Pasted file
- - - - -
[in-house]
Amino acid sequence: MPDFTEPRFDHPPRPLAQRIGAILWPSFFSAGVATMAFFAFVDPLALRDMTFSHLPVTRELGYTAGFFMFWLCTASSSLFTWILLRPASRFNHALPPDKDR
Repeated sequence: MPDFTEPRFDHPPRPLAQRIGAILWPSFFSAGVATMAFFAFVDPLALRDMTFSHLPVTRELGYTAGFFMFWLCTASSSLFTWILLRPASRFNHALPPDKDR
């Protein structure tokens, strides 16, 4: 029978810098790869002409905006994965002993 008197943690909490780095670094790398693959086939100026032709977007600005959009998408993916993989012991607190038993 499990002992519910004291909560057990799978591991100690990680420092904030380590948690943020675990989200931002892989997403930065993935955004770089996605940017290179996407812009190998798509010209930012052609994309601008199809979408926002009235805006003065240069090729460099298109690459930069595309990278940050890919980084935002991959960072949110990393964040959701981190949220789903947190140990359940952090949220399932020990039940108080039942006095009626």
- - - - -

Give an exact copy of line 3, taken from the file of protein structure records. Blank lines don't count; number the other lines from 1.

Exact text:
Repeated sequence: MPDFTEPRFDHPPRPLAQRIGAILWPSFFSAGVATMAFFAFVDPLALRDMTFSHLPVTRELGYTAGFFMFWLCTASSSLFTWILLRPASRFNHALPPDKDR